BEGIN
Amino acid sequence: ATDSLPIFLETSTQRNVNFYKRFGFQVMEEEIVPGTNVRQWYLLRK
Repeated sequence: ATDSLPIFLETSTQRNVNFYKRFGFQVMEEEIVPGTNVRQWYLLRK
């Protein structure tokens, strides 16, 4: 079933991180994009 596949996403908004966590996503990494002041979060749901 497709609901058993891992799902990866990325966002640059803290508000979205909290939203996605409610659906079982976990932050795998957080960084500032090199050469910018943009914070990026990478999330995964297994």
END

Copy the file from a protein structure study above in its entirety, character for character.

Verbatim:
Amino acid sequence: ATDSLPIFLETSTQRNVNFYKRFGFQVMEEEIVPGTNVRQWYLLRK
Repeated sequence: ATDSLPIFLETSTQRNVNFYKRFGFQVMEEEIVPGTNVRQWYLLRK
């Protein structure tokens, strides 16, 4: 079933991180994009 596949996403908004966590996503990494002041979060749901 497709609901058993891992799902990866990325966002640059803290508000979205909290939203996605409610659906079982976990932050795998957080960084500032090199050469910018943009914070990026990478999330995964297994």